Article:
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May 15, 2012

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SHE 12 – Seven habits in defending personal-injuries claims

“Evidence wins cases and lack of evidence loses cases,” was the message that Carl Dray, a lawyer with Nabarro, drove home to delegates at the SHP Legal Arena today (15 May), during his session on surviving personal-injuries claims.

Carl set the scene for practitioners by describing the differences between civil law and criminal law. The former involves the balance of probabilities and, as such, the standard of proof in civil cases is much lower.
In criminal cases, witnesses can be compelled to give evidence, whereas civil cases involve more persuasion and depend on the good will of employees.

Outlining the first of the seven habits to adopt in order to successfully defend personal-injuries claims, Carl stressed the need to be able to produce solid witnesses who can refute the evidence of the claimant. Practitioners should identify at the outset who the witnesses are, what their job role is or was at the time of the incident, and their work relationship to the claimant.

His second tip was to ensure that you keep accurate records, as the lack of documentation will not get an adequate defence off the ground. He explained the need to carry out a thorough investigation in the aftermath of an incident, and collate the necessary training records, method statements and risk assessments, etc. He warned, however, that the investigation must be kept purely factual, as in civil claims, such documents can be made disclosable to the claimant and their solicitor.

Keeping on the thread of investigation, Carl emphasised the need to follow through with any recommendations made as part of an investigation and, if you don’t implement them, to say why. He also warned that there can also be pitfalls in relying on video surveillance as evidence of spurious claims. Under the Regulation of Investigatory Powers Act 2000, for example, public-sector clients are required to negotiate a number of hoops to be able to carry out such surveillance.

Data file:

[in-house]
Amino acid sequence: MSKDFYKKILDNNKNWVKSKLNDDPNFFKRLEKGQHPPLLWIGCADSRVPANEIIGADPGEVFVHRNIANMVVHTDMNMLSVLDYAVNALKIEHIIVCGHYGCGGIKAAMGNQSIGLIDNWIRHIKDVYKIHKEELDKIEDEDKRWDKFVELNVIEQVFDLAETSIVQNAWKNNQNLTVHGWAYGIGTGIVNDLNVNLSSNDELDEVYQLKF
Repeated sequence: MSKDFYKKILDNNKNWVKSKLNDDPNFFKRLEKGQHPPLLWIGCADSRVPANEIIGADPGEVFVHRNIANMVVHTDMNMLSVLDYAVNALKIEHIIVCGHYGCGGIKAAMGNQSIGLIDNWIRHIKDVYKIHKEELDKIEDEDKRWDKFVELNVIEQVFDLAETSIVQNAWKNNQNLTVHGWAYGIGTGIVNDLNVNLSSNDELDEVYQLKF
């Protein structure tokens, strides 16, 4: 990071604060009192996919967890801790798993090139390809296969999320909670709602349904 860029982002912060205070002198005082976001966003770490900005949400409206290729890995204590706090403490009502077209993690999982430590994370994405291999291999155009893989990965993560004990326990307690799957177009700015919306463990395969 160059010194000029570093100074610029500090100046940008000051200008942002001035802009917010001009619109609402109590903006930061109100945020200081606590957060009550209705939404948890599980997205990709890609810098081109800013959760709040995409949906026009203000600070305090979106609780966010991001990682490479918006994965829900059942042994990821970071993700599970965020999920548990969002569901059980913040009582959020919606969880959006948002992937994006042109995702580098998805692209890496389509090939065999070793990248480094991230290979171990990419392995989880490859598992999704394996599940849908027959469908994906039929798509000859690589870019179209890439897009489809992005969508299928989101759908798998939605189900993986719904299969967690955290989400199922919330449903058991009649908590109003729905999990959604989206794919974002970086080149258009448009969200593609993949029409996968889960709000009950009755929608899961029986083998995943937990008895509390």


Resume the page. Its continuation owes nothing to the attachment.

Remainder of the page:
Good retention of records was Carl’s fourth tip for practitioners. He reminded delegates that claimants generally have three years to bring a claim under the limitation period, so practitioners should check to see if their policies on retaining documents marry up with this period, while insurers may also have certain criteria for record retention.

He underlined that, particularly in the case of asbestos and industrial disease claims, it is important to be able to track down the relevant employers’ liability insurer, so he advised practitioners to make a list of all EL or PL insurers, going back as far as they can. E-documents are generally fine, provided practitioners keep a separate document to prove the methodology to produce the forms is in line with best practice, added Carl.

The fifth custom of successful defendants is that they take action. They issue warnings to employees who, for example, might not be wearing their hearing protection, and record those warnings. Similarly, they are not afraid to discipline employees according to their company’s policy should they contravene safety practices, explained Carl.

Cooperation with your defendant lawyer and insurer is another important way to avoid paying out heavy claims. Carl urged companies to ask questions and challenge their defendant lawyers, as practitioners are the experts of how their business is run.

The final tip was that practitioners should try to anticipate trends. Areas to look out for include nanotechnology, which has been touted as the “new asbestos”, musculoskeletal disorders and cancers, where some people are trying to link lung disease, for example, not only to smoking but to certain occupations as well.


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